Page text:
The CIA, the Justice Department and Homeland Security Department have launched a high-level internal review of whether intelligence was mishandled prior to the bombings of the Boston Marathon, officials said.
President Barack Obama told a White House news conference that the review would seek to answer whether “additional things … could have been done” that “might have prevented” the twin bombings that killed three people and injured more than 260 on April 15.
“We want to go back and we want to review every step that was taken,” Obama said. “We want to leave no stone unturned.”
“Based on what I’ve seen so far, the FBI performed its duties, the Department of Homeland Security did what it was supposed to be doing — but this is hard stuff.”
James Clapper, the director of national intelligence, advised Congress in a memo that Charles McCullough III, chief inspector general for the 16 intelligence agencies, will coordinate the review.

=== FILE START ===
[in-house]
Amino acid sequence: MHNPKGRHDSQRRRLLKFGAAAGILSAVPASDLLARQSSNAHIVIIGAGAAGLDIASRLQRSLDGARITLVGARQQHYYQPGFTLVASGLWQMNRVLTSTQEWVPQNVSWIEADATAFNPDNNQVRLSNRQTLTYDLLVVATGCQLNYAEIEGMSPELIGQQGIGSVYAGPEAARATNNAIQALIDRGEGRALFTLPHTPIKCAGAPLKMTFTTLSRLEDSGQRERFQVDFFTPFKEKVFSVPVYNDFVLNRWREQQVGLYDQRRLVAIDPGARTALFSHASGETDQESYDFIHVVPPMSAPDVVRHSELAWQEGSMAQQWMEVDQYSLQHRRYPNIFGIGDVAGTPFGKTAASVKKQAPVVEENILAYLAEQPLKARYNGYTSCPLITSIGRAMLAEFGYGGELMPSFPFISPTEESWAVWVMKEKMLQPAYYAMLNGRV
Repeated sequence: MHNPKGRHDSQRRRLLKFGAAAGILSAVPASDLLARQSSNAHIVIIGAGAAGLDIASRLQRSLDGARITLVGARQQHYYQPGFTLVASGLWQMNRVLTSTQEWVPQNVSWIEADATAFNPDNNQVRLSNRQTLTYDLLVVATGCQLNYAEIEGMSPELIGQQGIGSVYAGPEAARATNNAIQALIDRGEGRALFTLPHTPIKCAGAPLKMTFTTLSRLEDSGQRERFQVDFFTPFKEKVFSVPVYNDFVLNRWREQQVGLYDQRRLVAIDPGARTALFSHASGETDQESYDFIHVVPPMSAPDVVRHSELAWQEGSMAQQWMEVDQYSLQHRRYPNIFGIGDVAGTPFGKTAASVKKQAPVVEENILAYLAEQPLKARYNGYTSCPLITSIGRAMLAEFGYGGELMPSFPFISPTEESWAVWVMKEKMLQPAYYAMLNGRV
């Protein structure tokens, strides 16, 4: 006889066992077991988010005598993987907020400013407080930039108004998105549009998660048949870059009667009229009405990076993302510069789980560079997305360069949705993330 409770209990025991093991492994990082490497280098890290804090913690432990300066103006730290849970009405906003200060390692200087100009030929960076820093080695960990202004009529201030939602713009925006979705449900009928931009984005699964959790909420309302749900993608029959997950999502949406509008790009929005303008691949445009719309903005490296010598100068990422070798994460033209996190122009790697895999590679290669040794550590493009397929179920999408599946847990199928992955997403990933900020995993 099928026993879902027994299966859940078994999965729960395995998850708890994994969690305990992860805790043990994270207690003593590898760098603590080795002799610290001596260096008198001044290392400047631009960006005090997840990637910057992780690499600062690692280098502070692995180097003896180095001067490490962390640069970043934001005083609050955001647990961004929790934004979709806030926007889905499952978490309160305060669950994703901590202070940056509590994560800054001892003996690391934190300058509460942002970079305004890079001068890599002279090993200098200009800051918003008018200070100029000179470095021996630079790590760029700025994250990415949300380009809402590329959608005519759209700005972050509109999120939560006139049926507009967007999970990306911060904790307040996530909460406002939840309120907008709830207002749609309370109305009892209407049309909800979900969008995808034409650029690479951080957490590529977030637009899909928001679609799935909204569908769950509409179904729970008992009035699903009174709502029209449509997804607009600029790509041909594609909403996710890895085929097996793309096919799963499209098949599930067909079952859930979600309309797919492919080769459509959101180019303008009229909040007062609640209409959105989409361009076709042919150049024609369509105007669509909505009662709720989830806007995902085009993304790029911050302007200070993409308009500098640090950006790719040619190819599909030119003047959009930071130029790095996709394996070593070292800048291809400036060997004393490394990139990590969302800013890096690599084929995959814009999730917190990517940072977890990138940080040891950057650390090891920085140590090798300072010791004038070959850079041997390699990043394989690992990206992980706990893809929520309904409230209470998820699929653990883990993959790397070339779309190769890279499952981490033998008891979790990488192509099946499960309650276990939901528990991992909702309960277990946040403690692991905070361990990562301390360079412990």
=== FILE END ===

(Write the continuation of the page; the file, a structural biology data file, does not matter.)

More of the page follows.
“Director Clapper believes that every agency involved in collecting and sharing information prior to the attack took all the appropriate steps,” said his spokesman, Shawn Turner. “He also believes that it is prudent and appropriate for there to be an independent review of those steps to ensure that nothing was missed.”
The FBI carried out a 90-day investigation and interviewed Tamerlan Tsarnaev in 2011 after Russian authorities warned that he might have ties to extremist groups. The FBI cleared him at the time, but the CIA put Tsarnaev on a terrorism watch list before he traveled to Russia in January 2012.
The scope of the review is still being worked out, but officials expect that it will last about 90 days.